Home / Science / News /  As pandemics plague 21st century, know about emerging viruses: MERS, SARS, Ebola, Marburg

The human population seems to face an ebb and flow with pandemics that has restricted existence. While the world was brought to a standstill in the past two years due to the deadly novel coronavirus, now the emergence of newer viruses has raised alarm. 

The global surge of monkeypox cases has forced the World Health Organisation (WHO) to declare the same a pandemic. 

An infectious disease is called emerging when the virus is new on the global register, when its infection agent has changed to become more transmissible or more dangerous or when it is rapidly spreading through new regions.

Does this tell a grim tale of the potential threat that the emerging viruses possess in the 21st century?

Here's a look at all the emerging viruses in the 21st century. 


Covid-19 emerged towards the later half of 2019 in Wuhan city of China. It is caused by a new coronavirus, SARS-CoV-2. The virus has progressed into multiple mutations therefore making it significantly difficult to arrest the spread globally. The virus killed more than 6.2 million people according to a tally to the end of May by the US Johns Hopkins University.

However, the World Health Organization says there have been 14.9 million total global excess deaths associated directly or indirectly with Covid.

The pandemic led to a worldwide mobilisation which brought the swift provision of several largely effective vaccines. 

The WHO said that it is still investigating Covid's origins, but the "strongest evidence is still around zoonotic transmission"—which is when a virus jumps from animals to humans.


Detected in 2012 in Saudi Arabia, the Middle East Respiratory Syndrome (MERS) is a viral respiratory disease caused by a new coronavirus transmitted via camels.

Although it has a low transmission rate between humans, it causes death in a third of cases. The WHO's last official count published in September 2019 said that more than 850 people have died from MERS.


Severe acute respiratory syndrome (SARS), also a coronavirus, emerged in southern China in late 2002. It is believed to have been transmitted from bats to humans via a civet—a mammal whose meat is sold in Chinese markets.

SARS causes acute forms of pneumonia and has a mortality rate of 9.5 percent. The outbreak two decades ago spread to around 30 countries, killing 774 people, the bulk of them in China.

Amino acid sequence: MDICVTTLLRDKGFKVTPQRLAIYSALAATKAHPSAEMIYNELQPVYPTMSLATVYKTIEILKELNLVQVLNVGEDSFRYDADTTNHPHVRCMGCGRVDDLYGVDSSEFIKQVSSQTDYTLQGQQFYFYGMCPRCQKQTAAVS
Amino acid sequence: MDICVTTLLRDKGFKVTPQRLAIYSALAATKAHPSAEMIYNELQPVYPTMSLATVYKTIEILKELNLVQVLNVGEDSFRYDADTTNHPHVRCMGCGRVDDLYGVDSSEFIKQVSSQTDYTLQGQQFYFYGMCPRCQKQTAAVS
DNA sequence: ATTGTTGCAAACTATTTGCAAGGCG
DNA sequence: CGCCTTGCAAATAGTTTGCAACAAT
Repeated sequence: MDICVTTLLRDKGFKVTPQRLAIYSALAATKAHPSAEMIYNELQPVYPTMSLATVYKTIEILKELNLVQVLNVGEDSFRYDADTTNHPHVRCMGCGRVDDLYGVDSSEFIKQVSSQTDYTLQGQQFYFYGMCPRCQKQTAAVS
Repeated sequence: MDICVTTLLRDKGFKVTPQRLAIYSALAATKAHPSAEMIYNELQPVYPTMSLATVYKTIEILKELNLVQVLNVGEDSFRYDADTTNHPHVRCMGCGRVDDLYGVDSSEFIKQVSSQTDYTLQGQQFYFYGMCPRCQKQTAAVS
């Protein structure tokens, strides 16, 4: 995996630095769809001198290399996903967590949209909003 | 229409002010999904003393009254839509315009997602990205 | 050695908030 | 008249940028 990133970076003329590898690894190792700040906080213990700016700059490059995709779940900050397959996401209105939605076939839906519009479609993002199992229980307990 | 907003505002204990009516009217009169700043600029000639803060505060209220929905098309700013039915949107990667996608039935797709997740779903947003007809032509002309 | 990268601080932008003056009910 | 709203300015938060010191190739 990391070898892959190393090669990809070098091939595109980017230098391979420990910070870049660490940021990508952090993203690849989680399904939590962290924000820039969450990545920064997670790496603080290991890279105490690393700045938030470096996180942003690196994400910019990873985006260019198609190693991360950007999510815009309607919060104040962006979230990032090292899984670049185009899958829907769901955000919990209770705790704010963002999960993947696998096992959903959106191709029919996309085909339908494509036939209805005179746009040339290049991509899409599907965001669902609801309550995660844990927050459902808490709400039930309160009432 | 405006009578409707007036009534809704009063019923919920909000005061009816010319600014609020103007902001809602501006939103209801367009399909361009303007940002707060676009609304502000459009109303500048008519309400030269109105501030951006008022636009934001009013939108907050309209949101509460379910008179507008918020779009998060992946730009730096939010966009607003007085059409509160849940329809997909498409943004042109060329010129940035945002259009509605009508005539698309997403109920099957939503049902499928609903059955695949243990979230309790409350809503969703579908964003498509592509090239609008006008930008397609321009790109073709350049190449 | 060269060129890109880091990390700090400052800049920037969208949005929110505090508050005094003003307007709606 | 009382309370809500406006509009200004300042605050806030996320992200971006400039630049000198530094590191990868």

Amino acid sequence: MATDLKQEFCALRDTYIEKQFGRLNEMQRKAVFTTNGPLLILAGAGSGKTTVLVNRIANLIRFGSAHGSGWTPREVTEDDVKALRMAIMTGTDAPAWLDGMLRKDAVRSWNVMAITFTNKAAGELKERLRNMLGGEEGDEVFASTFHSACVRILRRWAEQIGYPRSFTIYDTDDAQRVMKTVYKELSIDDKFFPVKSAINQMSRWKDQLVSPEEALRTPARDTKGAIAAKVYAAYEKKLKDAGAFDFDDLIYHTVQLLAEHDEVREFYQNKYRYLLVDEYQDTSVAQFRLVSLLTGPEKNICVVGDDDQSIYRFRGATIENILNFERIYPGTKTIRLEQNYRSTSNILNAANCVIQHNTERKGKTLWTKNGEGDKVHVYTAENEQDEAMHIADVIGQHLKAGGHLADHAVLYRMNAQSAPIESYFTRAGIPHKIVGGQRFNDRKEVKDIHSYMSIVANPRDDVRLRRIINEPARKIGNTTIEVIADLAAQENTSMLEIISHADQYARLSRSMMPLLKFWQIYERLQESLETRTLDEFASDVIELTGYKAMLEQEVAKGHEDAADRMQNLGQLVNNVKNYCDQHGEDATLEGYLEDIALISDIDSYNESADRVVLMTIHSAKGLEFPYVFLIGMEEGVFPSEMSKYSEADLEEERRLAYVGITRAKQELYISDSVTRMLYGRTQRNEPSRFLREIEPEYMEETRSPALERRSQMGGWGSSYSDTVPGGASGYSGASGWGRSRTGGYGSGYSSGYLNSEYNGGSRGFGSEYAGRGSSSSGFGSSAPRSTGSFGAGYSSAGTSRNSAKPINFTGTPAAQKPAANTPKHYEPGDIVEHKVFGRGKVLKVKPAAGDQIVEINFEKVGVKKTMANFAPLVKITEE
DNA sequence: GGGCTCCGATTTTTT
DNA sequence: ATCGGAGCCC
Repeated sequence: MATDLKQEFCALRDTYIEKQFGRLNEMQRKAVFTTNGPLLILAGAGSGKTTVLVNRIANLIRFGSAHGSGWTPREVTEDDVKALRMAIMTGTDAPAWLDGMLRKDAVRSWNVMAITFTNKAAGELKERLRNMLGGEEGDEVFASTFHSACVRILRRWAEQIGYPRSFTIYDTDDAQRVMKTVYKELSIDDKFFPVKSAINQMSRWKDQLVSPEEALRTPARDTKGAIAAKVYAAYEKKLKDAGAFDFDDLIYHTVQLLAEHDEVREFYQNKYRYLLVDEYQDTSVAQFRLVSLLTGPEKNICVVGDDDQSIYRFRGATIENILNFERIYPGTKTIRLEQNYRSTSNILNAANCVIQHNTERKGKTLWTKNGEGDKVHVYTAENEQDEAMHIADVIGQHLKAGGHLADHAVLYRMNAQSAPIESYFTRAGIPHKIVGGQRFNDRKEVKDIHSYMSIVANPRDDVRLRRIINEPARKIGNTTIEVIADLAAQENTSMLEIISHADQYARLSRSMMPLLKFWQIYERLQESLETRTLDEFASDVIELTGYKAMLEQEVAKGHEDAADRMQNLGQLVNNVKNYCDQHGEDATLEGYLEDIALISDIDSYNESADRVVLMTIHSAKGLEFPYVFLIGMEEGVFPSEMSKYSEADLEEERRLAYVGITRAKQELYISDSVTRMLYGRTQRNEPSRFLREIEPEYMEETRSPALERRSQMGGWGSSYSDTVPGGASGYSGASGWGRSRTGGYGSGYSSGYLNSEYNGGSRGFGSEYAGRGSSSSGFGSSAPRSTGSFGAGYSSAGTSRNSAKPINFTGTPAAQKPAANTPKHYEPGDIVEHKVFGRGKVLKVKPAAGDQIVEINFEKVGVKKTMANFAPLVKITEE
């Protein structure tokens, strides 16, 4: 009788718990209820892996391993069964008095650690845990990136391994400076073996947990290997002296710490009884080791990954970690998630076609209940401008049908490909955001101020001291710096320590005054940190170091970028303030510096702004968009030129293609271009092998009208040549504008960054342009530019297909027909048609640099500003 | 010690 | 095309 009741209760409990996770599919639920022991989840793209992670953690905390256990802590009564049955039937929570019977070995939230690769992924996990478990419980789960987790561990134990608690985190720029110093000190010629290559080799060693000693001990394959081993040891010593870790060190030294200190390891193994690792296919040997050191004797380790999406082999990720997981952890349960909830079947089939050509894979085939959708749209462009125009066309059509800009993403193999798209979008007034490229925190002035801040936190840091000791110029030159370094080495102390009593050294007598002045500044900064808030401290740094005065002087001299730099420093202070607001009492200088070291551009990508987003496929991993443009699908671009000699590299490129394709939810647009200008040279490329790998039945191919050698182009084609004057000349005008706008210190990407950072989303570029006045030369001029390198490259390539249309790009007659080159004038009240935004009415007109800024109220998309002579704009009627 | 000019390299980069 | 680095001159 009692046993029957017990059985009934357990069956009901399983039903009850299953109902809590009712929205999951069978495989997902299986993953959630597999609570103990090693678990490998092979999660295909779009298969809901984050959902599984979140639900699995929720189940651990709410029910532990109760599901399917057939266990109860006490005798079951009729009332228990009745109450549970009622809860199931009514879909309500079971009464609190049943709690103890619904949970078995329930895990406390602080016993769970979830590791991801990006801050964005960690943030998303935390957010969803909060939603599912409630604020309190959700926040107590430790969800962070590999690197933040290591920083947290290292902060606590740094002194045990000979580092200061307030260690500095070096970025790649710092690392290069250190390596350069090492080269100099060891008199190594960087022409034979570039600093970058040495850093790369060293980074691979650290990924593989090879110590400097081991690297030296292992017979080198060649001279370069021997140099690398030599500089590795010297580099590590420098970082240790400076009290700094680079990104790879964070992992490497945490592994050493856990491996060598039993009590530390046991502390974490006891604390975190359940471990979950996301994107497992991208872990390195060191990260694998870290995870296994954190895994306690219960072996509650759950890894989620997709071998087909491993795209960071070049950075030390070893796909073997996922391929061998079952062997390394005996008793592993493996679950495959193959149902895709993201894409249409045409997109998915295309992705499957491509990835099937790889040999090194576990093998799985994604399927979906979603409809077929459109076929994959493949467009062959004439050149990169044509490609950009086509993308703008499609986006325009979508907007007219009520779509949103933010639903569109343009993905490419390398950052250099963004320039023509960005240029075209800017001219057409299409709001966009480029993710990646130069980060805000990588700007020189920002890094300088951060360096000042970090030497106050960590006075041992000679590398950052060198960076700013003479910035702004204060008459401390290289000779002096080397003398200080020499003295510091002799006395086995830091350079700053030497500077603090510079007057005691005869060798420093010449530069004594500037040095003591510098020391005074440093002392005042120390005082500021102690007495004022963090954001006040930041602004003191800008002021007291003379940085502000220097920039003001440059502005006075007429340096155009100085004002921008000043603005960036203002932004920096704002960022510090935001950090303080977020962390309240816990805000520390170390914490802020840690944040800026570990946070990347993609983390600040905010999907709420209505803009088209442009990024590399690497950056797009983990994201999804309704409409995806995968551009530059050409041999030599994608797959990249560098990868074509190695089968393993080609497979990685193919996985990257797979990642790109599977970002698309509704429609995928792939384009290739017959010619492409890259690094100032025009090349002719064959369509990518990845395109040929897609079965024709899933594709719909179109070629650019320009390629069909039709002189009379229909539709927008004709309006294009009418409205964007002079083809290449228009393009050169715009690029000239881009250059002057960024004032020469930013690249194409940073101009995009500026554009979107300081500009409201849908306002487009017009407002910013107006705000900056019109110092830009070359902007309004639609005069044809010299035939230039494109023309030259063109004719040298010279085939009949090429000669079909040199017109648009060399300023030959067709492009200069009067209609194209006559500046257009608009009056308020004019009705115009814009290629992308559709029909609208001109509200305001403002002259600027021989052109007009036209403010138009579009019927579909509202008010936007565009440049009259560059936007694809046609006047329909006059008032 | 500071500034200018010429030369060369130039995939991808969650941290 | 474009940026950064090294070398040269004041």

First identified in 1976 in the Democratic Republic of Congo (then Zaire) the virus, whose natural host is the bat, has since set off series of epidemics in Africa, killing around 15,000 people.

The worst epidemic in West Africa between 2013 and 2016 killed more than 11,300 alone. DR Congo has had more than a dozen epidemics, the deadliest killing 2,280 people in 2020.


First identified in 1967 in Germany and the former Yugoslavia after research on imported African green monkeys, the Marburg virus is from the same family as Ebola and leads to the death of around one in two of those infected. The worst outbreak killed 329 people in Angola in 2005.

Zika, chikungunya, dengue

These three viruses produce similar, flu-like symptoms and are transmitted through mosquito bites. Cases exploded in the early 2000s in parallel with a spike in the population of tiger mosquitos.

The zika virus, first discovered in 1947 in a monkey in Uganda, caused its first epidemic in Micronesia in 2007 before exploding in Latin America in 2015, notably in Brazil.

A large danger of the virus is serious deformities in the babies of mothers infected during pregnancy.

Chikungunya spread in Africa from 2004 and reached the Indian Ocean as well as Asia before reaching the Caribbean from 2013 prior to a 2015 outbreak in Latin America. It causes fever and joint pain which generally subside after a few days or sometimes weeks.

Dengue, which primarily occurs in tropical and sub-tropical regions, is often mild, but can be fatal in rare cases.

Cases notified to the WHO rose tenfold between 2000 and 2020 and the disease has become endemic in more than 100 countries in Africa, Latin America, the Eastern Mediterranean, Southeast Asia and the Pacific.

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